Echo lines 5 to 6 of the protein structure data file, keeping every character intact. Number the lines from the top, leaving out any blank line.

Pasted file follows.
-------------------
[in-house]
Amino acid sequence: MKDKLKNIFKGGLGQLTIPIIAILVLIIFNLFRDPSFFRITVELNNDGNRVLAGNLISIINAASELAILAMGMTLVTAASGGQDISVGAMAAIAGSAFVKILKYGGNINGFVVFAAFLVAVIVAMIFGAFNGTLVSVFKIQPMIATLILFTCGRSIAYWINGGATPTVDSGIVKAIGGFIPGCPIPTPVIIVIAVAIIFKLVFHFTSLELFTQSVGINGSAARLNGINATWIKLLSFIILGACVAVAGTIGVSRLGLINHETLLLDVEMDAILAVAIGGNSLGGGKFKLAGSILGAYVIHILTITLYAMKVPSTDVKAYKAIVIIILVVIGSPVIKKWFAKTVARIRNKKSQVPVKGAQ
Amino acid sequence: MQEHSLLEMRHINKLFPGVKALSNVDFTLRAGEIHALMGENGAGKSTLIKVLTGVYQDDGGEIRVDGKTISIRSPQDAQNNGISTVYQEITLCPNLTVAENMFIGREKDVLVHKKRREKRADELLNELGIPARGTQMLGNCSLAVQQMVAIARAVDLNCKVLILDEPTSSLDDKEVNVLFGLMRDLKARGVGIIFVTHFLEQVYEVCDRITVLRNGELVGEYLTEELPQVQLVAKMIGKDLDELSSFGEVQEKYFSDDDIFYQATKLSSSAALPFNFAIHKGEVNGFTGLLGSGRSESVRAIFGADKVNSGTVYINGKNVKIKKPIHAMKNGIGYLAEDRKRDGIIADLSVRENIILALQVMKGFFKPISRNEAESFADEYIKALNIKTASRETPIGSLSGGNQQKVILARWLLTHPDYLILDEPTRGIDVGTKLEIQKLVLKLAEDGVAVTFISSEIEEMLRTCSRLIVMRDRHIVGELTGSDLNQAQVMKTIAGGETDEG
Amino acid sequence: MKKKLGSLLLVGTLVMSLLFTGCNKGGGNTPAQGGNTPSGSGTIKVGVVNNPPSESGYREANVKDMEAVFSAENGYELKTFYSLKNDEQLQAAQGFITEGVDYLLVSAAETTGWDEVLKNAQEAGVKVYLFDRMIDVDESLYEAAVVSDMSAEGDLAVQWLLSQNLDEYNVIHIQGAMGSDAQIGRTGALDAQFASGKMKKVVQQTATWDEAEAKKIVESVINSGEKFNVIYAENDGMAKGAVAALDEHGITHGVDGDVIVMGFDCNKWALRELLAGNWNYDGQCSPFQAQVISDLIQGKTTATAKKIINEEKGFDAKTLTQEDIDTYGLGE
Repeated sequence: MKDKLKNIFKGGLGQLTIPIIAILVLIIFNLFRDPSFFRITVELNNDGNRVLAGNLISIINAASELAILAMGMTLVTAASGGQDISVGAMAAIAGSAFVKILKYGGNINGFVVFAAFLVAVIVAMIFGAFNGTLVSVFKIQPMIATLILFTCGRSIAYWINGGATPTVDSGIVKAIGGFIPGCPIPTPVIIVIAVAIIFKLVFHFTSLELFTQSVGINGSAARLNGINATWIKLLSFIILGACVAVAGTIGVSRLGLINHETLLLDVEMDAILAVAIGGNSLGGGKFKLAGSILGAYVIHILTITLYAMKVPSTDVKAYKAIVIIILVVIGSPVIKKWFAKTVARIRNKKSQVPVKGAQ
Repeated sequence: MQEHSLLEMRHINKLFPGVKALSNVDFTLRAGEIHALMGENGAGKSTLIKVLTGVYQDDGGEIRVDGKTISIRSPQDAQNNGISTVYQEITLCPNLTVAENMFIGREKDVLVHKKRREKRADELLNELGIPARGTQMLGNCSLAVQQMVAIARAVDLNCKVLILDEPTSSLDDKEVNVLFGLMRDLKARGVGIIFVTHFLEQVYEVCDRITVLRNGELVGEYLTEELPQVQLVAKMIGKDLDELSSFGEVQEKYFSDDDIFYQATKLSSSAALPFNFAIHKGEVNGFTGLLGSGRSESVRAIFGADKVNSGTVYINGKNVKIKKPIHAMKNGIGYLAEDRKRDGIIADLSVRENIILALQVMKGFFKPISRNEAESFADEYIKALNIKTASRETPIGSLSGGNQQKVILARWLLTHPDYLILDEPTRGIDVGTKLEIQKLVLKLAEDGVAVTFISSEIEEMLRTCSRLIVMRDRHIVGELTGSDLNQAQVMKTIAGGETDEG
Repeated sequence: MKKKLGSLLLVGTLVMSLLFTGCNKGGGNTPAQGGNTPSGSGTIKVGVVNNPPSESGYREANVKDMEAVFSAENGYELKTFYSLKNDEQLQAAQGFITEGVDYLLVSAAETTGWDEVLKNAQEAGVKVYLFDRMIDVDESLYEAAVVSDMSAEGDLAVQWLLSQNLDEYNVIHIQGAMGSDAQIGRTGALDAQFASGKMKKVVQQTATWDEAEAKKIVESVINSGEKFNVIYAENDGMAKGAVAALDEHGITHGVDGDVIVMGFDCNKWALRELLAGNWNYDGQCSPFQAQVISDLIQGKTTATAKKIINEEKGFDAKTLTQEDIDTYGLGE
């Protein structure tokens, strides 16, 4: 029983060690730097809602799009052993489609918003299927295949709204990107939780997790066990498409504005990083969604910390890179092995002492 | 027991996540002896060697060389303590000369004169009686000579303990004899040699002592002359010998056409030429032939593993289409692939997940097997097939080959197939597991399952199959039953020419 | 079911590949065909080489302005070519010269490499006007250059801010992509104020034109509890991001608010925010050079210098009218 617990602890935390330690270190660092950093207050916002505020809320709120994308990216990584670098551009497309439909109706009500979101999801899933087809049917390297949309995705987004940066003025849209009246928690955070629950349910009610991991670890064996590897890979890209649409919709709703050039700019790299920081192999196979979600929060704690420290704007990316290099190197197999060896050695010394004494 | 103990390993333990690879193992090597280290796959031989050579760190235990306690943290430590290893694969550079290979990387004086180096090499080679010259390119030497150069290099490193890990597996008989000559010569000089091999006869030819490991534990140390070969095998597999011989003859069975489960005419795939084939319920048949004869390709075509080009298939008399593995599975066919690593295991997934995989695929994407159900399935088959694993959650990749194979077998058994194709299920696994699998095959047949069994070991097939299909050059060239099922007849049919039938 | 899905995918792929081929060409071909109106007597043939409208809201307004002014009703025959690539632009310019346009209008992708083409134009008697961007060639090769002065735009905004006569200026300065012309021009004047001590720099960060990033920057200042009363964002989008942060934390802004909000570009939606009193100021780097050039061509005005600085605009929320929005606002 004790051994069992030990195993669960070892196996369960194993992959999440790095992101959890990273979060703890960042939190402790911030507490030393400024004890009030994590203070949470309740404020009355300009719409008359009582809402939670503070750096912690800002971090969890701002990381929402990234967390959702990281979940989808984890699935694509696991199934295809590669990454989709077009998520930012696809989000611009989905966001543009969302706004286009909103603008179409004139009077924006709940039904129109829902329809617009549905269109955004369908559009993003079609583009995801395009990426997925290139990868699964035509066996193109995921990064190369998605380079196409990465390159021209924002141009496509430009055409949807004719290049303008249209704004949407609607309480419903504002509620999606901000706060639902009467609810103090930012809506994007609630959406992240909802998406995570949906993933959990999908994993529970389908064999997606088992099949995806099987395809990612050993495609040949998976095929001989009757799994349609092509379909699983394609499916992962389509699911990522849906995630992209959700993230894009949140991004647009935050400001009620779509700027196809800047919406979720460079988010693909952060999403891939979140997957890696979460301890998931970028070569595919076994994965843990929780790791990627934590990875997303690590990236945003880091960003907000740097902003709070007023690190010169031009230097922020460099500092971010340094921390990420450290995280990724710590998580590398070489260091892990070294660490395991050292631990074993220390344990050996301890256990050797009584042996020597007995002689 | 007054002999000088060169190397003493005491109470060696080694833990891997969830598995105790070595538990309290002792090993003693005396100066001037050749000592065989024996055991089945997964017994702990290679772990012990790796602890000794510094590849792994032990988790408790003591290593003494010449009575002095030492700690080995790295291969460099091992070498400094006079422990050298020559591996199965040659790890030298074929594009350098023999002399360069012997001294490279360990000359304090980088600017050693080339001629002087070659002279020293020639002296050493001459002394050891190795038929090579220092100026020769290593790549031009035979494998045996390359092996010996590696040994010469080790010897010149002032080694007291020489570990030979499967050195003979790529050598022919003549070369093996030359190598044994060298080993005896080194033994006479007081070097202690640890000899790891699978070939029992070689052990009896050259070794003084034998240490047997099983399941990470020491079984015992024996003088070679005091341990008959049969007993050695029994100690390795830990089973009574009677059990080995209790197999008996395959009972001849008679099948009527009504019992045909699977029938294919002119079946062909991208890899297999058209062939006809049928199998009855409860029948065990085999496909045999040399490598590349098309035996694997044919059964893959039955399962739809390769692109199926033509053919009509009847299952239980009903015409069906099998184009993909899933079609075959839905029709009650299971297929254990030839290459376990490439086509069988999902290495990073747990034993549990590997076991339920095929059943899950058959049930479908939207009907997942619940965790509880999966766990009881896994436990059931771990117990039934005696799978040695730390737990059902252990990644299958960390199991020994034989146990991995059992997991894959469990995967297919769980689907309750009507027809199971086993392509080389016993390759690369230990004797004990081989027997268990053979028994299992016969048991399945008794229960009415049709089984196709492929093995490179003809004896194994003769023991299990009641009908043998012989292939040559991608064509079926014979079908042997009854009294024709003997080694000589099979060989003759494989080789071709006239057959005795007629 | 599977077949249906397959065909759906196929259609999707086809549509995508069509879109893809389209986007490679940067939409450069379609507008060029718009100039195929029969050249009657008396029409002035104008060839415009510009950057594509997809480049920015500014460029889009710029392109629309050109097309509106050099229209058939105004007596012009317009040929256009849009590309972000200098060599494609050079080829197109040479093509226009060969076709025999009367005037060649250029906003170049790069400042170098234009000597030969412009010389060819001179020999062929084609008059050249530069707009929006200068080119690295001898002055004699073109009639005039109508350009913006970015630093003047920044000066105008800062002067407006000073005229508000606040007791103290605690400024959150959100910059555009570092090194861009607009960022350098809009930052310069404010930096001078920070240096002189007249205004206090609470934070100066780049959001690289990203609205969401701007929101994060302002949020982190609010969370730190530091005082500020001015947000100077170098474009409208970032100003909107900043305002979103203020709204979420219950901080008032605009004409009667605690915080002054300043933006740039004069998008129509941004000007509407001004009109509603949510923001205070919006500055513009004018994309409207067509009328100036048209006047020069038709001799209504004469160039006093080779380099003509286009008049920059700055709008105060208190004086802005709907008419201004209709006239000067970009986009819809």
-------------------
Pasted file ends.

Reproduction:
Repeated sequence: MKDKLKNIFKGGLGQLTIPIIAILVLIIFNLFRDPSFFRITVELNNDGNRVLAGNLISIINAASELAILAMGMTLVTAASGGQDISVGAMAAIAGSAFVKILKYGGNINGFVVFAAFLVAVIVAMIFGAFNGTLVSVFKIQPMIATLILFTCGRSIAYWINGGATPTVDSGIVKAIGGFIPGCPIPTPVIIVIAVAIIFKLVFHFTSLELFTQSVGINGSAARLNGINATWIKLLSFIILGACVAVAGTIGVSRLGLINHETLLLDVEMDAILAVAIGGNSLGGGKFKLAGSILGAYVIHILTITLYAMKVPSTDVKAYKAIVIIILVVIGSPVIKKWFAKTVARIRNKKSQVPVKGAQ
Repeated sequence: MQEHSLLEMRHINKLFPGVKALSNVDFTLRAGEIHALMGENGAGKSTLIKVLTGVYQDDGGEIRVDGKTISIRSPQDAQNNGISTVYQEITLCPNLTVAENMFIGREKDVLVHKKRREKRADELLNELGIPARGTQMLGNCSLAVQQMVAIARAVDLNCKVLILDEPTSSLDDKEVNVLFGLMRDLKARGVGIIFVTHFLEQVYEVCDRITVLRNGELVGEYLTEELPQVQLVAKMIGKDLDELSSFGEVQEKYFSDDDIFYQATKLSSSAALPFNFAIHKGEVNGFTGLLGSGRSESVRAIFGADKVNSGTVYINGKNVKIKKPIHAMKNGIGYLAEDRKRDGIIADLSVRENIILALQVMKGFFKPISRNEAESFADEYIKALNIKTASRETPIGSLSGGNQQKVILARWLLTHPDYLILDEPTRGIDVGTKLEIQKLVLKLAEDGVAVTFISSEIEEMLRTCSRLIVMRDRHIVGELTGSDLNQAQVMKTIAGGETDEG